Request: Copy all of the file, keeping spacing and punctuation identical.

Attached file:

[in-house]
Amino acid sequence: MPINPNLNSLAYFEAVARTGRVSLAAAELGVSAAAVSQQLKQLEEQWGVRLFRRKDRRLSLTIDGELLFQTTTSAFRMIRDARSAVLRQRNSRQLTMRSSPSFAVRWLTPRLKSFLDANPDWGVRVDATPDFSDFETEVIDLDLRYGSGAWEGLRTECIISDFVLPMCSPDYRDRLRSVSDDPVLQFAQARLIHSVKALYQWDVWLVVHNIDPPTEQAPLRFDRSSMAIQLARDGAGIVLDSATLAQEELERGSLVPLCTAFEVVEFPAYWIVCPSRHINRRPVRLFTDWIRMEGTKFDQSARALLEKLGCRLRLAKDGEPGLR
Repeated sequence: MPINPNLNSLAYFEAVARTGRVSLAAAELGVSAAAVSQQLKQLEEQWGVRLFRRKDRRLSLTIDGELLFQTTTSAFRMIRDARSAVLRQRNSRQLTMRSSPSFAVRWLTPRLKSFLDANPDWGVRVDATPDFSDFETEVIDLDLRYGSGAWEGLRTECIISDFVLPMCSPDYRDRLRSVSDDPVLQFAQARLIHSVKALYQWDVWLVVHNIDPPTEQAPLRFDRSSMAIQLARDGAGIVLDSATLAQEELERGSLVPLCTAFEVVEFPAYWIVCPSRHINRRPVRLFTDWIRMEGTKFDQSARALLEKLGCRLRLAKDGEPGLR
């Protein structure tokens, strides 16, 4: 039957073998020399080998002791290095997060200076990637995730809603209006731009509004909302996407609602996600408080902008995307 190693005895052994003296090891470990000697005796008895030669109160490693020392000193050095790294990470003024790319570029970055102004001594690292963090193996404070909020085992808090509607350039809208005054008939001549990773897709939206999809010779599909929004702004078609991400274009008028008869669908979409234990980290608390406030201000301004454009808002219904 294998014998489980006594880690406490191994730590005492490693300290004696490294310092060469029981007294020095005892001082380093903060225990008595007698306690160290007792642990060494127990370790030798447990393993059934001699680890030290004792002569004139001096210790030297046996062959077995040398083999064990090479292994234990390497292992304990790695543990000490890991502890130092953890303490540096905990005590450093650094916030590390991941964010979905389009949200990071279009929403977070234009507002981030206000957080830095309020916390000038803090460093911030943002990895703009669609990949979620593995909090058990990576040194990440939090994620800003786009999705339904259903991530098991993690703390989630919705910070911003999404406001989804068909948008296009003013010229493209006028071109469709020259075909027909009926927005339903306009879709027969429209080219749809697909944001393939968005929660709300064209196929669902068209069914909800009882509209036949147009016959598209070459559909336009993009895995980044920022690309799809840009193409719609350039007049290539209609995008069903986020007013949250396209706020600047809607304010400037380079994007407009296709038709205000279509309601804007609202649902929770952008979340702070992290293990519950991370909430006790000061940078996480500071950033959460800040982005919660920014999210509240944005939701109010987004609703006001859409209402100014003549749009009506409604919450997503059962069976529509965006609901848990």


[in-house]
Amino acid sequence: MPINPNLNSLAYFEAVARTGRVSLAAAELGVSAAAVSQQLKQLEEQWGVRLFRRKDRRLSLTIDGELLFQTTTSAFRMIRDARSAVLRQRNSRQLTMRSSPSFAVRWLTPRLKSFLDANPDWGVRVDATPDFSDFETEVIDLDLRYGSGAWEGLRTECIISDFVLPMCSPDYRDRLRSVSDDPVLQFAQARLIHSVKALYQWDVWLVVHNIDPPTEQAPLRFDRSSMAIQLARDGAGIVLDSATLAQEELERGSLVPLCTAFEVVEFPAYWIVCPSRHINRRPVRLFTDWIRMEGTKFDQSARALLEKLGCRLRLAKDGEPGLR
Repeated sequence: MPINPNLNSLAYFEAVARTGRVSLAAAELGVSAAAVSQQLKQLEEQWGVRLFRRKDRRLSLTIDGELLFQTTTSAFRMIRDARSAVLRQRNSRQLTMRSSPSFAVRWLTPRLKSFLDANPDWGVRVDATPDFSDFETEVIDLDLRYGSGAWEGLRTECIISDFVLPMCSPDYRDRLRSVSDDPVLQFAQARLIHSVKALYQWDVWLVVHNIDPPTEQAPLRFDRSSMAIQLARDGAGIVLDSATLAQEELERGSLVPLCTAFEVVEFPAYWIVCPSRHINRRPVRLFTDWIRMEGTKFDQSARALLEKLGCRLRLAKDGEPGLR
């Protein structure tokens, strides 16, 4: 039957073998020399080998002791290095997060200076990637995730809603209006731009509004909302996407609602996600408080902008995307 190693005895052994003296090891470990000697005796008895030669109160490693020392000193050095790294990470003024790319570029970055102004001594690292963090193996404070909020085992808090509607350039809208005054008939001549990773897709939206999809010779599909929004702004078609991400274009008028008869669908979409234990980290608390406030201000301004454009808002219904 294998014998489980006594880690406490191994730590005492490693300290004696490294310092060469029981007294020095005892001082380093903060225990008595007698306690160290007792642990060494127990370790030798447990393993059934001699680890030290004792002569004139001096210790030297046996062959077995040398083999064990090479292994234990390497292992304990790695543990000490890991502890130092953890303490540096905990005590450093650094916030590390991941964010979905389009949200990071279009929403977070234009507002981030206000957080830095309020916390000038803090460093911030943002990895703009669609990949979620593995909090058990990576040194990440939090994620800003786009999705339904259903991530098991993690703390989630919705910070911003999404406001989804068909948008296009003013010229493209006028071109469709020259075909027909009926927005339903306009879709027969429209080219749809697909944001393939968005929660709300064209196929669902068209069914909800009882509209036949147009016959598209070459559909336009993009895995980044920022690309799809840009193409719609350039007049290539209609995008069903986020007013949250396209706020600047809607304010400037380079994007407009296709038709205000279509309601804007609202649902929770952008979340702070992290293990519950991370909430006790000061940078996480500071950033959460800040982005919660920014999210509240944005939701109010987004609703006001859409209402100014003549749009009506409604919450997503059962069976529509965006609901848990």